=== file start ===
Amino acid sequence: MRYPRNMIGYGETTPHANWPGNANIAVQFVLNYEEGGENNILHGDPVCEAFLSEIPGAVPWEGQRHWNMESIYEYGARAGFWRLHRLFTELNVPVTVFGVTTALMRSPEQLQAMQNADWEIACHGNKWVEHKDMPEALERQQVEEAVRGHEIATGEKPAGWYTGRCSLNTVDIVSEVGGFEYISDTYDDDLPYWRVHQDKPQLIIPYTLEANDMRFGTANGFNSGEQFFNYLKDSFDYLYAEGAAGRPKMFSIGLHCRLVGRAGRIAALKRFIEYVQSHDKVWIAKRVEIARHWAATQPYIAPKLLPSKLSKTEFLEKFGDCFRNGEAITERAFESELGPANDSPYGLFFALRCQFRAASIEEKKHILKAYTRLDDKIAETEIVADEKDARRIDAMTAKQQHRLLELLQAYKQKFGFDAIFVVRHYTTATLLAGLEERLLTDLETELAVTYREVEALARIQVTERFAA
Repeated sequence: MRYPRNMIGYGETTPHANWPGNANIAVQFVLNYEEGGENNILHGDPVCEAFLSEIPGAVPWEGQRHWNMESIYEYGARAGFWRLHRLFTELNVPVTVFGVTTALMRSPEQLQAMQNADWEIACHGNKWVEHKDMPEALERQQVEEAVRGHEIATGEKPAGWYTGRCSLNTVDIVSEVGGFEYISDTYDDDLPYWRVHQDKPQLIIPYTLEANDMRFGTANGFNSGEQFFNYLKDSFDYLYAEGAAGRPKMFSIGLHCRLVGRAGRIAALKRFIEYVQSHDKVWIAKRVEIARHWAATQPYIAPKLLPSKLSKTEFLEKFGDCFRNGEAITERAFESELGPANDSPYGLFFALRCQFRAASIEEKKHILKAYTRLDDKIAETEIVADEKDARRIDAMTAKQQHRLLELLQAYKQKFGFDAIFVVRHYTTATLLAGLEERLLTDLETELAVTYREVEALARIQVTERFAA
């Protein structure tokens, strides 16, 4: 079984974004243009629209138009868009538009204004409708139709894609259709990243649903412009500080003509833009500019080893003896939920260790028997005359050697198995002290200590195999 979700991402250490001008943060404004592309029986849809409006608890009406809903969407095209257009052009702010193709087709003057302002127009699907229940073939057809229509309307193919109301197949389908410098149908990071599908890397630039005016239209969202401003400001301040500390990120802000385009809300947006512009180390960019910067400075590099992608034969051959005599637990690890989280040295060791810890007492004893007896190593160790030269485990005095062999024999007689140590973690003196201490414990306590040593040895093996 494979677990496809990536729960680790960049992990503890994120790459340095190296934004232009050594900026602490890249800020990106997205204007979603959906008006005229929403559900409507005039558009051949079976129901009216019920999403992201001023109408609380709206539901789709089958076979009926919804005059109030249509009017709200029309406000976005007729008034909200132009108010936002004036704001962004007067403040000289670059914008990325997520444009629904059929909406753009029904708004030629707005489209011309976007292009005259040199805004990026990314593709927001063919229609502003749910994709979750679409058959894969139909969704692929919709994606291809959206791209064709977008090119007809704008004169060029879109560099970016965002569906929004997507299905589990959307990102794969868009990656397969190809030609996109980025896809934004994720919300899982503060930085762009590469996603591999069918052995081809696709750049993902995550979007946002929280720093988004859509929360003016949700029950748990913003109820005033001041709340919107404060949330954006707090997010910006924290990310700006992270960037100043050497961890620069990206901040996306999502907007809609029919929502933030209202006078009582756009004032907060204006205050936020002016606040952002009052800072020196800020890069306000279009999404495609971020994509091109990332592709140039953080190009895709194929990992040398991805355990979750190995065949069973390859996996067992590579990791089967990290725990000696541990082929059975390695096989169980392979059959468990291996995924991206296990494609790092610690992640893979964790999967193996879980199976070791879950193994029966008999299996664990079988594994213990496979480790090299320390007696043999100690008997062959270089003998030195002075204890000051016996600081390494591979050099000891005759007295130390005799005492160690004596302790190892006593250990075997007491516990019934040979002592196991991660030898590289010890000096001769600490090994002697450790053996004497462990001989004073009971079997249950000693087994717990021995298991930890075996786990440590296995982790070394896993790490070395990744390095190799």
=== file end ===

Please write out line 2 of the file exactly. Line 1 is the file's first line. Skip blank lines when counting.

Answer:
Repeated sequence: MRYPRNMIGYGETTPHANWPGNANIAVQFVLNYEEGGENNILHGDPVCEAFLSEIPGAVPWEGQRHWNMESIYEYGARAGFWRLHRLFTELNVPVTVFGVTTALMRSPEQLQAMQNADWEIACHGNKWVEHKDMPEALERQQVEEAVRGHEIATGEKPAGWYTGRCSLNTVDIVSEVGGFEYISDTYDDDLPYWRVHQDKPQLIIPYTLEANDMRFGTANGFNSGEQFFNYLKDSFDYLYAEGAAGRPKMFSIGLHCRLVGRAGRIAALKRFIEYVQSHDKVWIAKRVEIARHWAATQPYIAPKLLPSKLSKTEFLEKFGDCFRNGEAITERAFESELGPANDSPYGLFFALRCQFRAASIEEKKHILKAYTRLDDKIAETEIVADEKDARRIDAMTAKQQHRLLELLQAYKQKFGFDAIFVVRHYTTATLLAGLEERLLTDLETELAVTYREVEALARIQVTERFAA